Ulster Bank chairman quits after two months ‘for personal reasons’
Chief executive says it has nothing to do with review being carried out by parent NatWest
Former Ulster Bank chairman Ruairí O’Flynn.
Ulster Bank’s new chairman in the Republic, Ruairí O’Flynn, has quit the role after less than two months, citing “personal reasons”.
In an email sent to staff on Friday afternoon, the lender’s chief executive, Jane Howard, said Mr O’Flynn’s decision has nothing to do with a review being carried out by Ulster Bank’s UK parent, NatWest Group, into the future of the Irish unit.
The Irish Times reported on September 17th, hours after Ulster Bank announced the selection of the financial services veteran as its next chairman, that NatWest was actively considering winding down the business in the Republic as it carries out a strategic review.
It is understood Mr O’Flynn, a former chief executive of Canada Life Ireland, was well aware of the scope of the review before taking on the position. He succeeded Des O’Shea, who had been chairman for four years.
The review is also looking at other options for Ulster Bank in the Republic, including a potential tie-up with another lender. However, sources have said this is less likely than a gradual run-down of the unit.
“I wanted you to hear it first from me that unexpectedly and due to personal reasons, our chairman Ruairí O’Flynn has regrettably resigned this week,” Ms Howard told staff in the e-mail, seen by The Irish Times. “Ruairí has asked me to reassure you that his decision to resign is personal and not linked to the ongoing strategic review.”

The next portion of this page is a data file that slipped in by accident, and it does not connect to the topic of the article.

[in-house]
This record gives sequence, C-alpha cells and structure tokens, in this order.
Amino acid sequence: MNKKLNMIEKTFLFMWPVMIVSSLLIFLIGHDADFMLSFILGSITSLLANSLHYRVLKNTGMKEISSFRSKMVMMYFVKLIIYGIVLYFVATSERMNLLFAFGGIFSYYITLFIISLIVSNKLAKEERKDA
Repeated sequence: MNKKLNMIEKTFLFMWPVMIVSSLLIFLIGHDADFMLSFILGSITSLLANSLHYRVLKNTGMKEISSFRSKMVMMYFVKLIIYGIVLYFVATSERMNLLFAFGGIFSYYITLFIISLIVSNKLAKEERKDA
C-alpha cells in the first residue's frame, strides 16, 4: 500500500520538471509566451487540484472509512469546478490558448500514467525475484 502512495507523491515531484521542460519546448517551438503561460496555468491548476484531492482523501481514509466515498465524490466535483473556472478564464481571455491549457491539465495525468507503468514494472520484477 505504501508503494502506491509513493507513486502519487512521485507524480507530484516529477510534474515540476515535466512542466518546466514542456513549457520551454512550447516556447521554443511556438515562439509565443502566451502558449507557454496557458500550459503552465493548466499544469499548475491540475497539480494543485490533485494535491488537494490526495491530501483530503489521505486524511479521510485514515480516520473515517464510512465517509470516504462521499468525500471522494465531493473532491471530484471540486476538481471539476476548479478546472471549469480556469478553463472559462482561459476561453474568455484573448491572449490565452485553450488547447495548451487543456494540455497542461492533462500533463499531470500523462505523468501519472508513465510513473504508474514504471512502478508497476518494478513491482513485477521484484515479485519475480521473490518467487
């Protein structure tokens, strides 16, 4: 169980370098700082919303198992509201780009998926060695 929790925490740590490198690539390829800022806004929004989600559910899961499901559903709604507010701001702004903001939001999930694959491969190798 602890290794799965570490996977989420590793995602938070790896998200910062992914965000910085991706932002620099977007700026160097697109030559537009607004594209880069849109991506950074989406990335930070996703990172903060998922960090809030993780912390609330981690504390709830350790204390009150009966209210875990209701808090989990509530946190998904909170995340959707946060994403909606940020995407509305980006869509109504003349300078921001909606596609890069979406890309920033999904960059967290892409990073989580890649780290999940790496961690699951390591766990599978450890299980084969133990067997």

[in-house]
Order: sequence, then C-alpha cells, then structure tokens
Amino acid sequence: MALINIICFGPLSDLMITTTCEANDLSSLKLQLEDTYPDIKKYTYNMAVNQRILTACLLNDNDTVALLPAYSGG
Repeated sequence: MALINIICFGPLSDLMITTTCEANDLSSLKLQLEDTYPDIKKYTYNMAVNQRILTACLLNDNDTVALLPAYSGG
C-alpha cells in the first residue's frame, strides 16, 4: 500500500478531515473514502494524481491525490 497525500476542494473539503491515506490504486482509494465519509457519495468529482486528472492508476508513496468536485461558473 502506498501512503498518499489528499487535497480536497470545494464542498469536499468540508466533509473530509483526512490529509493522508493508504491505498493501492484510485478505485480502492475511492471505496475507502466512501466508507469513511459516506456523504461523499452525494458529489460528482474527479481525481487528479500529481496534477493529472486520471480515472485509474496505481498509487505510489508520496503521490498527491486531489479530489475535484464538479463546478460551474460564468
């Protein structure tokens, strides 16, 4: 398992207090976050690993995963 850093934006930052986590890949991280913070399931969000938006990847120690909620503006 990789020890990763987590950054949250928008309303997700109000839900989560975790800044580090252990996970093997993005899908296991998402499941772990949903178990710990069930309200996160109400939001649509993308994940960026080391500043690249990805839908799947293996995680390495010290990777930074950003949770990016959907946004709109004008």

Separately, NatWest Group this week started the process of legally transferring the major part of the banking business of Ulster Bank in Northern Ireland to its National Westminster Bank unit in the UK.
“This proposed transfer will help to simplify the governance processes of NatWest Group and reduce associated costs which supports NatWest Group’s overall objectives,” the UK group said in a statement late on Thursday. The move has been in train for some time and is entirely separate from the review of the future of Ulster Bank in the Republic.
RBS inherited Ulster Bank and an exposure to the Celtic Tiger economy in 2000 through its takeover, under then group chief executive Fred Goodwin, of National Westminster. It doubled down three years later in Ireland through the purchase of First Active.
Ulster Bank received a bailout from RBS of £15.3 billion (€16.4 million) after the 2008 crash, about a third of the money UK taxpayers pumped into the entire group.